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Current Museum Events

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February 23, 2016
Tuesday Talk: Decoding Old Photos

Old photographs offer us a chance to discover all sorts of things about ourselves and our history, if you know what to look for. Learn how to identify early photographic techniques and how to spot clues the camera captured to help you determine how old a picture is. Discovering the age of a photograph can help with sorting through all the unlabeled family photos we all seem to have and perhaps provide a name to a face. Participants are welcome bring a photo or two with them for discussion. Speaker: Heidi Campbell-Shoaf, Museum Director / Chief Curator, DAR Museum

12:00-1:00pm

Free, Drop-In

Optional registration (to ensure your seat)

March 11, 2016
Evidence of Commemoration Symposium

How does memory and collecting shape our understanding of the American Revolution? DAR Museum will explore this topic at our upcoming symposium, Evidence of Commemoration, focusing on the material culture and memory of the American Revolution. This symposium explores in more depth DAR Museum’s 2015-16 exhibit, Remembering the American Revolution 1776-1890, which examines how several generations of 19th century Americans preserved the memory of the American Revolution through war mementos they saved and consumer goods they purchased.  

Speakers:

Seth Bruggeman, Temple University - Looking in the Mirror: Learning to See Memory in the American Past

R. Scott Stephenson, Museum of the American Revolution - The Other Home of Washington: Recreating the General’s Revolutionary War Field Headquarters

Diane Shaw, Lafayette College Special Collections - On Tour with the 'Nation's Guest': Lafayette's Return to America, 1824-25

Don Hagist, Independent researcher and author - The Revolution’s Last Men

Tyler Rudd Putman, University of Delaware - Warship, Wreck, Relic: The Three Lives of HMS Augusta

 

8:00am-4:00pm

$80

Register here

March 19, 2016
Girl Scout Brownie Program: My Family Story

10:00am – 12:00pm

$10 per child (fee includes badge and program supplies)

Register here: https://www.eventbrite.com/e/my-family-story-girl-scout-brownie-badge-program-tickets-19845548570

Discover how to learn about your family history! Share stories about your family with other Brownies and play a game to see how stories change over time. Then, explore how objects help you learn about your family story by examining some special items in the museum's collection. Finally, exercise your creative side by making a memory box and family tree.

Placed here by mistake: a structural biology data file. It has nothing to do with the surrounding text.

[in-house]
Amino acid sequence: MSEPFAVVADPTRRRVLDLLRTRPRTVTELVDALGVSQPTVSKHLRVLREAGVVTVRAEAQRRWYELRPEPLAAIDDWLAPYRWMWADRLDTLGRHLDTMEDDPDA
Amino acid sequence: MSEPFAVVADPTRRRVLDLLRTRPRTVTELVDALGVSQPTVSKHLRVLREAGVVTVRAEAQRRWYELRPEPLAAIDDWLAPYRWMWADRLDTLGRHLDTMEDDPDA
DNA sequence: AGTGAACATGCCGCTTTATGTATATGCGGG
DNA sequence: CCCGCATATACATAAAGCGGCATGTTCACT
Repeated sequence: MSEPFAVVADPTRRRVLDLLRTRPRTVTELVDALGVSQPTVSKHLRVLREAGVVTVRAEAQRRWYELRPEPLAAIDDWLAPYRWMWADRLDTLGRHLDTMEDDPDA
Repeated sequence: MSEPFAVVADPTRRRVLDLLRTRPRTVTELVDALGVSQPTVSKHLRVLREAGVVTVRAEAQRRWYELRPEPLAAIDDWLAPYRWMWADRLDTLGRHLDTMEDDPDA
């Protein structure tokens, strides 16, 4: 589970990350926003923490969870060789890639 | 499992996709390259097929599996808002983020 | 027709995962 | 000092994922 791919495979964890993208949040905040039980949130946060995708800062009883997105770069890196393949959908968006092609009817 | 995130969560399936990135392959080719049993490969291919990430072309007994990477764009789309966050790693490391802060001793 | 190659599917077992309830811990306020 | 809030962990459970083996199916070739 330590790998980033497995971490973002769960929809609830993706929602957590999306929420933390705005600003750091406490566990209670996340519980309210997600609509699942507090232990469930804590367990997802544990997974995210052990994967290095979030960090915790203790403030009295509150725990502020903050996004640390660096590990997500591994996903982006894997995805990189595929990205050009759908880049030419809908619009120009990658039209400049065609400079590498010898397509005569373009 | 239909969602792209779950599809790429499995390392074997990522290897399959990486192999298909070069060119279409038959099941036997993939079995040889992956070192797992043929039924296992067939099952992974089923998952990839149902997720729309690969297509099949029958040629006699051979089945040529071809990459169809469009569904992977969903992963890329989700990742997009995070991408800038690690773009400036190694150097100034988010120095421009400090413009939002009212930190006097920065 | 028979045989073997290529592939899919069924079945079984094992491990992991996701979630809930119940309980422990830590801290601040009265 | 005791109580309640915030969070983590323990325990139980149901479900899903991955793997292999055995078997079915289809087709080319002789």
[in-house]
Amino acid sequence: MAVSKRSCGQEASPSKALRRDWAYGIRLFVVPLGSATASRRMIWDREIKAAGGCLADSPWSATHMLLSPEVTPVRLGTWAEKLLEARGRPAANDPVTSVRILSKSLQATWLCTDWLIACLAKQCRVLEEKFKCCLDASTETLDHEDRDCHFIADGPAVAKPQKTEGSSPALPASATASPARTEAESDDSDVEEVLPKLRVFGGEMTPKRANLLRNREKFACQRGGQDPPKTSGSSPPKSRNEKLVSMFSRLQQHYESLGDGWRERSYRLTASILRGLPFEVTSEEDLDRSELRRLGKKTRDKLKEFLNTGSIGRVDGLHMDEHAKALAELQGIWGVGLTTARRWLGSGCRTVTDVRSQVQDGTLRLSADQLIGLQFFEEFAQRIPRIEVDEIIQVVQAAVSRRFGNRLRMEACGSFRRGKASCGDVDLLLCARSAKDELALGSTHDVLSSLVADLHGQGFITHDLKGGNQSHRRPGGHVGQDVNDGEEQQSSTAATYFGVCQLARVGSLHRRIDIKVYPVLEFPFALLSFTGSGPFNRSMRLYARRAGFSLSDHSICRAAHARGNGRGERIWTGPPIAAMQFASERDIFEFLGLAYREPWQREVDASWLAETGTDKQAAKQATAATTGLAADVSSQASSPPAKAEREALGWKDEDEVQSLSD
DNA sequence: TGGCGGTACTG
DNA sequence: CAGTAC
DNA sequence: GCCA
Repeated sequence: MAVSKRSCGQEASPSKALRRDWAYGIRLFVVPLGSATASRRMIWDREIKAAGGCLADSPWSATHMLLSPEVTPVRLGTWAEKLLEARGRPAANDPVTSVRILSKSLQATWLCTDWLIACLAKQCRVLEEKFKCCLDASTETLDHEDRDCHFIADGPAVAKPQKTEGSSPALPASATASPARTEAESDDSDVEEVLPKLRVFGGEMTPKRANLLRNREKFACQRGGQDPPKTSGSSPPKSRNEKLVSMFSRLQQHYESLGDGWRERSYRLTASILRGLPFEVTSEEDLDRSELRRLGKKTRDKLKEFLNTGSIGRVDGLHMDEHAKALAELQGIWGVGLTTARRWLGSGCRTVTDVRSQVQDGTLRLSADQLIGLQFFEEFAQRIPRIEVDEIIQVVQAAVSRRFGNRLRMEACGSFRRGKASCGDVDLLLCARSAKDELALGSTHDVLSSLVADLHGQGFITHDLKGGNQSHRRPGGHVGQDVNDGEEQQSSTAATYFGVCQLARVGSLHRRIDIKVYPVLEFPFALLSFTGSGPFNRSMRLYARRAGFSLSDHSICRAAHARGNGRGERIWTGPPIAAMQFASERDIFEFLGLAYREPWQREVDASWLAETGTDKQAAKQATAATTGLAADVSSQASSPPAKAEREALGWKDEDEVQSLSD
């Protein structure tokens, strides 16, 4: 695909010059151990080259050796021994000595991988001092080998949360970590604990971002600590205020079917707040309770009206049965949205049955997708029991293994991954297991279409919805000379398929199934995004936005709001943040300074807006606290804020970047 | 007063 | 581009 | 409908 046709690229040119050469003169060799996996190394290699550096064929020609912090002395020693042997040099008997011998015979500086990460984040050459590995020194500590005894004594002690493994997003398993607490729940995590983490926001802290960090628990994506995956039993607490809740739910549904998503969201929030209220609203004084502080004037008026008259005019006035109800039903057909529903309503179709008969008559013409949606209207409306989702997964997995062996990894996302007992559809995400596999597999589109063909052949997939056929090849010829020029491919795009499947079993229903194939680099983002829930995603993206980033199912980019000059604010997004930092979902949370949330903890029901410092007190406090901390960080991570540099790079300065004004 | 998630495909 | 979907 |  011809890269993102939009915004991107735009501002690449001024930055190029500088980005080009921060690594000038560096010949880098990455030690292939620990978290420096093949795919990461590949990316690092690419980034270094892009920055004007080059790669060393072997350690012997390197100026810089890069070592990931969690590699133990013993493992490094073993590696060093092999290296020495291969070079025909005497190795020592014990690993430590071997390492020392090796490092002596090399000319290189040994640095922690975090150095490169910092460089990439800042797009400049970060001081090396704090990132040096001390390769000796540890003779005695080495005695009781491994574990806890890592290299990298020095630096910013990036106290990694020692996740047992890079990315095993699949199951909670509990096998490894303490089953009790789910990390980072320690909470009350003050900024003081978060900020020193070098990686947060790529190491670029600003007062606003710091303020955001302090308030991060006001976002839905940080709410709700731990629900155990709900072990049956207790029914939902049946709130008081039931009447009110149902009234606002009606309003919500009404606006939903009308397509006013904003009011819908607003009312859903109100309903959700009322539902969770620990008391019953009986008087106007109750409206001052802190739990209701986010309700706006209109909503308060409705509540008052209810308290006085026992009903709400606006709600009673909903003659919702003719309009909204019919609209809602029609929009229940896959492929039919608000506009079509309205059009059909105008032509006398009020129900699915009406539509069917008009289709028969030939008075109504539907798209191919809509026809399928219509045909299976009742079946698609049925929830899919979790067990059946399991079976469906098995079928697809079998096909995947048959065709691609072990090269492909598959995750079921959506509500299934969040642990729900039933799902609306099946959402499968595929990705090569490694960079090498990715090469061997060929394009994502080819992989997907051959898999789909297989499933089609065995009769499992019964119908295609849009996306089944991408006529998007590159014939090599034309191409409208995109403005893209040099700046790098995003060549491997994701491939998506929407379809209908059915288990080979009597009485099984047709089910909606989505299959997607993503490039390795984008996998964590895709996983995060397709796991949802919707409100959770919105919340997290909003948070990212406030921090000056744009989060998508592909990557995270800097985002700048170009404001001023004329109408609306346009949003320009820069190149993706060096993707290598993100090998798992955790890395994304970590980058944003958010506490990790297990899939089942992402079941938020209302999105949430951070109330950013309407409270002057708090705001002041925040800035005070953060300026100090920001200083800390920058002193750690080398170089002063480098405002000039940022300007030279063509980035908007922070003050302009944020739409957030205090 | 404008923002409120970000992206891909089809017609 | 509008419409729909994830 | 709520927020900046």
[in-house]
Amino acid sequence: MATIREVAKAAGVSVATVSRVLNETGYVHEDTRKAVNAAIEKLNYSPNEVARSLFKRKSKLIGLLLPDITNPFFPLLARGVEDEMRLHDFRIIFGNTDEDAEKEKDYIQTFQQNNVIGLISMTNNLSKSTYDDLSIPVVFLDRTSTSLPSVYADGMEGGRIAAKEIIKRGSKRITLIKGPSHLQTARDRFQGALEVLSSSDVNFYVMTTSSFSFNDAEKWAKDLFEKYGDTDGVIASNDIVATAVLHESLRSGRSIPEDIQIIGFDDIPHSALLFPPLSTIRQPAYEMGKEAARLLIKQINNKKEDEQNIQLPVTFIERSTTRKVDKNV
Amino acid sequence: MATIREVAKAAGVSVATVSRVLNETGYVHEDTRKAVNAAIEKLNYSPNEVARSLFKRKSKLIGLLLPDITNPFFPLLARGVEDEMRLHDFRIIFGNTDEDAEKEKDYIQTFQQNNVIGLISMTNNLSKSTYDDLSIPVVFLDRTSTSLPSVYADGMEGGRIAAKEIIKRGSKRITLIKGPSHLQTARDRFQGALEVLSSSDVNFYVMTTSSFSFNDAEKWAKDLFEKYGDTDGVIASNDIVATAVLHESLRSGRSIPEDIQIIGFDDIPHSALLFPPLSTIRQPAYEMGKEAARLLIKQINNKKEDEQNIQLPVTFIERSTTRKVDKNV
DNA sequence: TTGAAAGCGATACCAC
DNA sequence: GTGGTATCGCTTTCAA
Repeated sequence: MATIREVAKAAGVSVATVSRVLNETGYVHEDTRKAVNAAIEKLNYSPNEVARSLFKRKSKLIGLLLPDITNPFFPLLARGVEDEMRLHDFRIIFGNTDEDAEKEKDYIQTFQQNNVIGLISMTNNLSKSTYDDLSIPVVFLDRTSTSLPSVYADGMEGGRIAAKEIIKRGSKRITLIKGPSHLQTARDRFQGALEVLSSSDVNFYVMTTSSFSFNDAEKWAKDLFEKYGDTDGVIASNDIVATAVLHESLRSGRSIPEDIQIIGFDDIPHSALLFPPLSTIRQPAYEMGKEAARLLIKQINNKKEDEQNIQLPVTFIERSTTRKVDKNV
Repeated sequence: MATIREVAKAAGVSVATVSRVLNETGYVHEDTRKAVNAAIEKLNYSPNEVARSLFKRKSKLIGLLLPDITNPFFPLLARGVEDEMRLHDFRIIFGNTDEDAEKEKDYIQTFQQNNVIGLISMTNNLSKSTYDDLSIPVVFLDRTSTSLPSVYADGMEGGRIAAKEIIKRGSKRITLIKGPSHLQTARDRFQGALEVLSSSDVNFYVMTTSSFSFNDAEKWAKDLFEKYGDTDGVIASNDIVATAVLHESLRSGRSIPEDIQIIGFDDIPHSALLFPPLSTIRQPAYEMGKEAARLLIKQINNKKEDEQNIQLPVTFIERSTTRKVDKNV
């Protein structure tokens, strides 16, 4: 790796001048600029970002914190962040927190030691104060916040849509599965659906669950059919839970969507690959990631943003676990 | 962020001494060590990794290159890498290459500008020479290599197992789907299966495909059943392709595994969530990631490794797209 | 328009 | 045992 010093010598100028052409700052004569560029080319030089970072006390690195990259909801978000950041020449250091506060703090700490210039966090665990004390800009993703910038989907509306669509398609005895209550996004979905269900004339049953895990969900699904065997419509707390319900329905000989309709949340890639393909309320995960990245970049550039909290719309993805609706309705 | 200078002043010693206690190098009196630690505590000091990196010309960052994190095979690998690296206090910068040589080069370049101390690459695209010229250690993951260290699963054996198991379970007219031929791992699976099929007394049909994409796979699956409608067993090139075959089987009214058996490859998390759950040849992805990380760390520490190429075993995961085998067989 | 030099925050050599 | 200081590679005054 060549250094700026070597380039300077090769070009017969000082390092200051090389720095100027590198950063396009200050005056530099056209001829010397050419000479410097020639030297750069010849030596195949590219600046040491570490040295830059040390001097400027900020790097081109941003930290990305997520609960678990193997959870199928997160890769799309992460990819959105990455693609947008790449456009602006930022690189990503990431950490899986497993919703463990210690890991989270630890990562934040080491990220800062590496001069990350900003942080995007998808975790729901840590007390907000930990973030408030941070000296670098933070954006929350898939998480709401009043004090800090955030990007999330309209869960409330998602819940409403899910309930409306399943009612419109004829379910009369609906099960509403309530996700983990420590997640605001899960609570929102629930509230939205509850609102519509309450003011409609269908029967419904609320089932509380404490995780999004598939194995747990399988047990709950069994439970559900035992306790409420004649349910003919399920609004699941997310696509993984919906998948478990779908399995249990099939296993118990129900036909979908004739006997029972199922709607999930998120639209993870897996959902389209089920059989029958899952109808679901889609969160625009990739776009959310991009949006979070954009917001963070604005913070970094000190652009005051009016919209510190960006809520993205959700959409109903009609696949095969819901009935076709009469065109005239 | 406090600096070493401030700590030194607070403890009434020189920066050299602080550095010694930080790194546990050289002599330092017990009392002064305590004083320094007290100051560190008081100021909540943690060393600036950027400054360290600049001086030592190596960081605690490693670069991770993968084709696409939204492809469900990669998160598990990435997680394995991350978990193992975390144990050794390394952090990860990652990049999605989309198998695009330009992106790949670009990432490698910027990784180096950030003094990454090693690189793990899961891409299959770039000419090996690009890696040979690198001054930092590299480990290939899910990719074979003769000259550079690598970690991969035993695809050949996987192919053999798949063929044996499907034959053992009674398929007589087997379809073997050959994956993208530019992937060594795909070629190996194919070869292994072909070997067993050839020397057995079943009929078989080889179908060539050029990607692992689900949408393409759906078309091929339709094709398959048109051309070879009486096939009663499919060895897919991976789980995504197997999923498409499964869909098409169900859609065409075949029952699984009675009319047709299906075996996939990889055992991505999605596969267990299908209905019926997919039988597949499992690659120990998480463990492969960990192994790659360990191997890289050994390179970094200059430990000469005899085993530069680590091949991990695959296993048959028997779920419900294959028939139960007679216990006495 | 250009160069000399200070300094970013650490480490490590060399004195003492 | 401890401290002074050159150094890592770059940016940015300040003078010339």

Please adhere to Girl Scout recommendations regarding chaperones. An adult chaperone must be present with children at all times.

Siblings welcome, but a gentle reminder that the program is for Brownie participants. If a parent wants a younger sibling to participate in art activities, we ask that you register the sibling.

Note: Non-Girl Scouts may register for this program, but they are unable to receive the Girl Scout badge. We adhere to guidelines set forth as a Girl Scout partnering institution. 

March 19, 2016
Girl Scout Brownie Program: My Family Story

2:00 – 4:00pm

$10 per child (fee includes badge and program supplies)

Register here: http://myfamilystory3-19-2pm.eventbrite.com

Discover how to learn about your family history! Share stories about your family with other Brownies and play a game to see how stories change over time. Then, explore how objects help you learn about your family story by examining some special items in the museum's collection. Finally, exercise your creative side by making a memory box and family tree.

Please adhere to Girl Scout recommendations regarding chaperones. An adult chaperone must be present with children at all times.

Siblings welcome, but a gentle reminder that the program is for Brownie participants. If a parent wants a younger sibling to participate in art activities, we ask that you register the sibling.

Note: Non-Girl Scouts may register for this program, but they are unable to receive the Girl Scout badge. We adhere to guidelines set forth as a Girl Scout partnering institution. 

Current Exhibition

Remembering the American Revolution 1776-1890

This exhibit explores how citizens of the new United States maintained a connection to the Revolution by saving and creating objects. Following the signing of the Declaration of Independence and the ultimate military victory in 1783, people saved items once used in the Revolution or objects revolutionaries owned. As the country grew both in size and population, people looked for other ways to remember. Entrepreneurs and business people offered for sale products with patriotic designs and images attractive to both old and new citizens of the United States. By the end of the 1800s, the memory of the Revolution was embodied in the Colonial Revival Movement and the growth of lineage societies.